Certifications and Tools

Certifications and Tools (Submit 1 document)

1) Write a 500 word description comparing the following certifications:


Scrum Alliance (CSM, CPO)



If there are multiple certifications in each organizations, compare the ones that are most relevant to other certifications.

2) Write a 500 word comparison of the Agile Tools for Scrum using the topics listed below  – include how they relate to the Agile Project Manager.









Pivotal Tracker

Some suggested topics to compare:

Backlog management

Dashboards and reports

Sprints – Plan, Track and Manage

Release Planning

Planning, Task, and ScrumBan Boards

Teams and Roles

Burndown Charts

Project Management

Program Management


1) Write a 500 word description comparing the following certifications:

There are different types of certifications available for each agile role – Scrum Master, Product Owner, and Developer. I will first start by comparing four different Scrum Master Certifications. There are PMI-ACP, CSM by Scrum Alliance, and PSM I from Scrum.org and SSMS from SAFe.

PSM I from Scrum.org stands for Professional Scrum Master. This is the most straightforward in terms of qualifications as you don’t need to take courses to be eligible for the exam. You can be certified as long as you pass the online exam that tests your knowledge. Price for this exam is $150. While the qualification itself is simple, the level of difficulty for the exam is high. There are 80 multiple choice and true/false questions and the passing mark is 85%.

CSM from Scrum Alliance is also a popular certification. It stands for Certified Scrum Master. This certification is basically the opposite of PSM I from Scrum.Org because you are required to take certain courses for a 2-day training and these courses have a hefty price, but the exam is easy to pass. The exam is included as one component of the online course. You are given 90 days to take the exam that is consisted of 35 multiple choice and true/false questions. You need to answer at least 24 questions correctly to pass the exam. In addition, you are expected to renew the certification every two years for a $100 fee.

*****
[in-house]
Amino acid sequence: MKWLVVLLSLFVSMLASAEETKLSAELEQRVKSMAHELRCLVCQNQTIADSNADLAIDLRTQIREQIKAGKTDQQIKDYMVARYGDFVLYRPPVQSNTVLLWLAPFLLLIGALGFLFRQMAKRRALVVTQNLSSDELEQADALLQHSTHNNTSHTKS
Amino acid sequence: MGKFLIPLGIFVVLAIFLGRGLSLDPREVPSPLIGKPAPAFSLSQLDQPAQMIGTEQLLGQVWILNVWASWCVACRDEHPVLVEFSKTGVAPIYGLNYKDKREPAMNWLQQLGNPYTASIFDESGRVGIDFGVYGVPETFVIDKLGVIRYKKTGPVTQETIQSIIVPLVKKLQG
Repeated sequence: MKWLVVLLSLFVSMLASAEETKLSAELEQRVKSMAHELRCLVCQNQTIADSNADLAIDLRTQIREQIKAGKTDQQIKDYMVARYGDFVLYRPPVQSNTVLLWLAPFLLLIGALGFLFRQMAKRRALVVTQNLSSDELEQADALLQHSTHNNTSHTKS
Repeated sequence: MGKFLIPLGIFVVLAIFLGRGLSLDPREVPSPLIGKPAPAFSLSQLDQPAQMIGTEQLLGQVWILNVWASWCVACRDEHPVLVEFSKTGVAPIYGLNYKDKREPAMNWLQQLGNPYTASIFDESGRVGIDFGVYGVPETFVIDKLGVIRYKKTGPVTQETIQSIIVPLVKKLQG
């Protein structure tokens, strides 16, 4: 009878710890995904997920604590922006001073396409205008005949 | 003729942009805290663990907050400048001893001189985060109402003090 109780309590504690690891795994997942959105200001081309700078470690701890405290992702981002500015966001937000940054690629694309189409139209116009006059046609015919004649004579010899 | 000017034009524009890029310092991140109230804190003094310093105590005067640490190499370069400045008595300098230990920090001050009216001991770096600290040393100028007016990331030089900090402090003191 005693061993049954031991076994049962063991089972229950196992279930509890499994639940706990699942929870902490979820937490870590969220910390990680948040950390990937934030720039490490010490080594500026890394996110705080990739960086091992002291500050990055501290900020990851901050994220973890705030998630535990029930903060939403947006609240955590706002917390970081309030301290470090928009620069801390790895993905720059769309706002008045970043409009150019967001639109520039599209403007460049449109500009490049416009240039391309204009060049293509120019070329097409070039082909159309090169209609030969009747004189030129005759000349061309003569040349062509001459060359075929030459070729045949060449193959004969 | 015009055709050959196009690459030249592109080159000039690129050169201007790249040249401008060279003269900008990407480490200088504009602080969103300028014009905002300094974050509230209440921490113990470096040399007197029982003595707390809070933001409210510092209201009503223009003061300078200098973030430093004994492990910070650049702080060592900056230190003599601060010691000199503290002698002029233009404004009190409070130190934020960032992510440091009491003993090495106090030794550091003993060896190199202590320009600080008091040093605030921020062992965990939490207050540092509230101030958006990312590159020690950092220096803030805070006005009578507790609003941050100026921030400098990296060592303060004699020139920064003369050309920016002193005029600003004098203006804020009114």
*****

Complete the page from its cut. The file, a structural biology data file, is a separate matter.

PMI-ACP stands for Agile Certified Practitioner from the Project Management Institute. This is both a difficult and expensive certification. The exam costs $400 and the exam is difficult to pass. There are a total of 120 multiple choice questions and you need to get at least 135 questions correct to pass the exam. The qualification for this certification is the hardest as it not only requires you to take courses in a classroom or through an e-learning experience, but also require that you have at least 2000 hours of project experience and 1500 hours specific to agile projects and 21 hours of training in agile practices. This certification not only addresses the Scrum framework, but also includes other agile methodology like Kanban, Lean, and eXtreme Programming.

SSM stands for SAFe Scrum Master from Scaled Agile. This is a fairly new certification geared at professionals who are trying to scale Agile framework on an enterprise level. This certification particularly focuses on the key components of scaled agile framework and how scrum is facilitated throughout the entire enterprise from planning to execution. One thing that is interesting from the SSM exam is that it is offered for free on your first attempt if you take the exam within 30 days from completion of a 2-day training course. It is consisted of 43 multiple choice questions and you need to get at least 31 correct to pass the exam. Similar to the CSM from Scrum Alliance, there is a renewal fee of $100 that is charged every year once you are certified.